***My microphone is mounted on my left shoulder, I apologize for any inaudible speech when filming a rider on my right. I am working on ideas for alternative microphone mounting that will provide better speech from other riders, during rides.
The ride begins. Ride leader Ed DeFreitas points out the durability of structures from a bygone age. He explains the 3% grade rule for single engine trains, and how helper engines were employed where the grade was more steep.
Talking illumination, and audible signals, with Kelly.
Talking about night riding.
Ed explains the 3% grade rule for single engine trains, and how helper engines were employed where the grade was more steep.
Quietly following behind the pack.
Ed talks of how the rail lines were privately constructed, and shows us a small scale reproduction of a station built by a railroad buff.
Say, "Hi mom!".
Looking back on the pack.
Crossing a bridge near a waterfall, riding into Ardsley.
The Hunger Memorial in Ardsley.
Leaving the park, we continued on the Old Put North, rolling through some beautiful woodland areas tucked in between residential areas. When the trail approaches the Cross Westchester Expressway, we used a few paved roads to re-enter the trail at Warehouse Lane, in Elmsford. Once back on the trail we rode to our furthest point North, near the Eastern tip of the Tarrytown Reservoir on the North County Trailway. Here is a favorite photo-op location, near a rare section of exposed rail that still exists. Climbing a steep hill, now moving West, we rode along the Tarrytown Reservoir, before turning South into residential streets, to enter the Old Croton Trailway at South Broadway, to make our next stop at the Lyndhurst Museum. Once a wealthy families estate, this is now a state run park, and museum. After that brief stop we were back on the trail again, still heading South, large brick ventilators that once helped to introduce air into the aqueduct stood every mile or so, to remind you that this path once carried the water for a booming New York, thirsty to expand. We rode this trail for 10 or more miles before we came upon what was described to me by Ed, as an old carriage house. Completely engulfed by the woods around us, the structure struggles to be seen behind the growth and a large fallen tree. Continuing South, we wove our way through neighborhoods built close to the trail, and passed through Lenoir Nature Preserve, and Untemeyer Park, before reconnecting with the South County Trailway and arriving back where we started.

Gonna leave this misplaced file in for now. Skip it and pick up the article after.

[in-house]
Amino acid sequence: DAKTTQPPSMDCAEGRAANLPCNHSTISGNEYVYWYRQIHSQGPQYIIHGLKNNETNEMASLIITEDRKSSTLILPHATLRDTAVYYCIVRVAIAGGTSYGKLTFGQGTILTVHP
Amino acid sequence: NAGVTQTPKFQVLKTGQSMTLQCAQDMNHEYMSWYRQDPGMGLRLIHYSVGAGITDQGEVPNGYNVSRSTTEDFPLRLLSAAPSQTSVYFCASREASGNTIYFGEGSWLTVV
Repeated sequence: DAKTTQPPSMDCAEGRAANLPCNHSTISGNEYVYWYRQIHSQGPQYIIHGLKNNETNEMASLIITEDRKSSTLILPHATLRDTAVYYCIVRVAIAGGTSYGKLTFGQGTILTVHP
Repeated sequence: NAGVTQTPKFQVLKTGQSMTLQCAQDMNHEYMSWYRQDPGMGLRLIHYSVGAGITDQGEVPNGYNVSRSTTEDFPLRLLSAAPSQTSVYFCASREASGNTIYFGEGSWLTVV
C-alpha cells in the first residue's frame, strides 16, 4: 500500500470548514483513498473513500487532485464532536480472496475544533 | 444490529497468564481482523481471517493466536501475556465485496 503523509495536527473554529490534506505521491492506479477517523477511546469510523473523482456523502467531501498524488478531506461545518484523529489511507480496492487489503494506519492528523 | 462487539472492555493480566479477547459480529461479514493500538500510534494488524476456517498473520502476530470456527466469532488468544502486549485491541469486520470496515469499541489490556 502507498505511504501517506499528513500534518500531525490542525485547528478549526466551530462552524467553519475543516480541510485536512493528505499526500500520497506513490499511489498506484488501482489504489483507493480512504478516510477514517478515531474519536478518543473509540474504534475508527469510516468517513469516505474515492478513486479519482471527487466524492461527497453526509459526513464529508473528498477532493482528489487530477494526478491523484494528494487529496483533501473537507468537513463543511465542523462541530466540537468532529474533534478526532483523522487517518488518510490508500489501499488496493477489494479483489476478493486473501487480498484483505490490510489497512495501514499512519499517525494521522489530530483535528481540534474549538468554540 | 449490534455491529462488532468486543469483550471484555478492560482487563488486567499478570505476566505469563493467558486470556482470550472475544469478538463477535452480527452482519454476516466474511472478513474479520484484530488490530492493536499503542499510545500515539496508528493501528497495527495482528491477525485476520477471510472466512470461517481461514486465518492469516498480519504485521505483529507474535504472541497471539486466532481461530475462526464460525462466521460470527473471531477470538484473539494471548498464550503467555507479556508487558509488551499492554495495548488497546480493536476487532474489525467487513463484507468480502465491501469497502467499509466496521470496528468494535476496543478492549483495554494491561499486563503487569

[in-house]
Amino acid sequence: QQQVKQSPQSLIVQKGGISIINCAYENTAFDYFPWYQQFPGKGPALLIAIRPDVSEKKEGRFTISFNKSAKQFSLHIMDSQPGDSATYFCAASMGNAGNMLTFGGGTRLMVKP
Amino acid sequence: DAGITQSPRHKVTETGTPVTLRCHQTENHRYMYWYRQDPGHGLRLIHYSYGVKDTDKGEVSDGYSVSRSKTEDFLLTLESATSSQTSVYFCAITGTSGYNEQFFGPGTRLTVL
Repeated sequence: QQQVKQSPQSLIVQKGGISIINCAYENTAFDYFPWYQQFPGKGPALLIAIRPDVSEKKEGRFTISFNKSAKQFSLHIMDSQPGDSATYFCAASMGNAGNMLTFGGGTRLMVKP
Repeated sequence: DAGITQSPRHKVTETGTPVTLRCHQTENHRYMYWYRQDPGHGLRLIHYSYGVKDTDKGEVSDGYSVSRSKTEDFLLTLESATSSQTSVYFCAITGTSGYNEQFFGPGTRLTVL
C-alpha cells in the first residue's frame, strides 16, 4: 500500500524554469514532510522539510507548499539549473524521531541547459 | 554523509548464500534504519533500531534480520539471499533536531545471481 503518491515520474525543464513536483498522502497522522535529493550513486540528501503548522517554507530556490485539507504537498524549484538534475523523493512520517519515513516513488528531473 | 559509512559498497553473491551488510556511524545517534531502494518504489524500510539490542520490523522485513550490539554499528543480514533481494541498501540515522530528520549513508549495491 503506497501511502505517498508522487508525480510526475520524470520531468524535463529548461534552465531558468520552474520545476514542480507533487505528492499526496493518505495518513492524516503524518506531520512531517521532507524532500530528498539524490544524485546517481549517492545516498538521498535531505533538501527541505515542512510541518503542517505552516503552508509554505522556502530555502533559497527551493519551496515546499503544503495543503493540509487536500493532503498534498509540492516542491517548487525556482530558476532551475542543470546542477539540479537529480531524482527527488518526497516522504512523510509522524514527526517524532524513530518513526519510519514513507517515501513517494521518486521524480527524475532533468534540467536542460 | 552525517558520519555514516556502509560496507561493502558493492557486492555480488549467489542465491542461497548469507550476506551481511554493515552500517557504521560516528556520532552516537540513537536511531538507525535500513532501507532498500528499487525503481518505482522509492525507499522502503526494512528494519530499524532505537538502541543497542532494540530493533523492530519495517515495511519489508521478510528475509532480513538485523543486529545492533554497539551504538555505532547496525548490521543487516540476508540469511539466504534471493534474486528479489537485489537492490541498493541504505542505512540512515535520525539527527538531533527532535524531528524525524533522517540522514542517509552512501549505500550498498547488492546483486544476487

We said our goodbyes to Kevin and Ed; and Juan, Jose, Kelly, and I, rode to the West Side bike path to make our way further downtown. Juan left us shortly before Fort Washington Park, and Jose and Kelly accompanied me to 125th Street where I could ride across town to take the 125th Street Bridge to Randalls Island, the Triboro Bridge, and home to Astoria. My first experience with the 5BBC was great, so I became a member, for 20$ you get a years membership, and I felt it was a great way to show my appreciation, and a good bargain for all of the services, and resources they offer.
Geese gliding over the water as we exit the park.
Returning to the trail from the park where we stopped for lunch. Discussing tracking yearly miles, and "bonking" with Kelly.
Two underpasses, and two bridges.
Ed talks of how much the trail has improved since he first rode along it. Ed shares more about railroad culture, including how a pipe fitter from a railroad once replaced a hose on his Volkswagon, with pipe.
Crossing 2 bridges, to arrive at a photo op spot.
Photo-op at the Northern tip of our route.
Riding next to the Tarrytown reservoir.
A chimney to aerate the aqueduct still stands.
More illumination talk with Kelly, and discussing chain problems.
Passing another aqueduct chimney, and some nice houses. Discussing tread, and tube folding inside rims with Kelly.
The spooky carriage house on the Old Croton Trail.